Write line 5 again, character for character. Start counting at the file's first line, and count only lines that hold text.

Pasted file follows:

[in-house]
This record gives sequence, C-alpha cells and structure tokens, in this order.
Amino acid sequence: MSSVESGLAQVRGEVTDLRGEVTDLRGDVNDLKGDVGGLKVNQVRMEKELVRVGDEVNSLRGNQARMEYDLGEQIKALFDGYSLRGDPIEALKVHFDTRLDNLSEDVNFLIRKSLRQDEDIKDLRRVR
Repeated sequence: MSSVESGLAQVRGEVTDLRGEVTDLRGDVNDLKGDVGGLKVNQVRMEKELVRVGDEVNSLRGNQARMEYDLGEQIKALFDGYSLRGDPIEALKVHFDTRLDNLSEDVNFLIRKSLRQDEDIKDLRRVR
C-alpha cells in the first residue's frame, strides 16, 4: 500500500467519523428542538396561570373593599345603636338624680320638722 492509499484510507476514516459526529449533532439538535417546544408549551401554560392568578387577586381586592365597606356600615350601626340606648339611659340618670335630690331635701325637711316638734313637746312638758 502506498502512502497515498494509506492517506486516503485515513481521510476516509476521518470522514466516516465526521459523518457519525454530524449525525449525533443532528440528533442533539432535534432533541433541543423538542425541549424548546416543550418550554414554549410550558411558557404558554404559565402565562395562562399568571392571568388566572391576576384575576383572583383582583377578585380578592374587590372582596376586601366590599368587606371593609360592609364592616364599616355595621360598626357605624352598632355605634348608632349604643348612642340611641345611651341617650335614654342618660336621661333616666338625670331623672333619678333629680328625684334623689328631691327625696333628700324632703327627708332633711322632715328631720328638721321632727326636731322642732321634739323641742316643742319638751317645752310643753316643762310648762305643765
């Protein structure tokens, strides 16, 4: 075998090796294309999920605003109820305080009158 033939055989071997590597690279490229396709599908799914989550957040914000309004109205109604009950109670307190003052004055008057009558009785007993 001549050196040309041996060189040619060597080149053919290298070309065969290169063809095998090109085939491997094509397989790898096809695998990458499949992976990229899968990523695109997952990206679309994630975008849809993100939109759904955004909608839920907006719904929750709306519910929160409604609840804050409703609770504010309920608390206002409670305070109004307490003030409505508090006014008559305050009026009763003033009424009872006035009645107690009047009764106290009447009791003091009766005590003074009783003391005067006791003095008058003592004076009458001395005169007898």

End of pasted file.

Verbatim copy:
C-alpha cells in the first residue's frame, strides 16, 4: 500500500467519523428542538396561570373593599345603636338624680320638722 492509499484510507476514516459526529449533532439538535417546544408549551401554560392568578387577586381586592365597606356600615350601626340606648339611659340618670335630690331635701325637711316638734313637746312638758 502506498502512502497515498494509506492517506486516503485515513481521510476516509476521518470522514466516516465526521459523518457519525454530524449525525449525533443532528440528533442533539432535534432533541433541543423538542425541549424548546416543550418550554414554549410550558411558557404558554404559565402565562395562562399568571392571568388566572391576576384575576383572583383582583377578585380578592374587590372582596376586601366590599368587606371593609360592609364592616364599616355595621360598626357605624352598632355605634348608632349604643348612642340611641345611651341617650335614654342618660336621661333616666338625670331623672333619678333629680328625684334623689328631691327625696333628700324632703327627708332633711322632715328631720328638721321632727326636731322642732321634739323641742316643742319638751317645752310643753316643762310648762305643765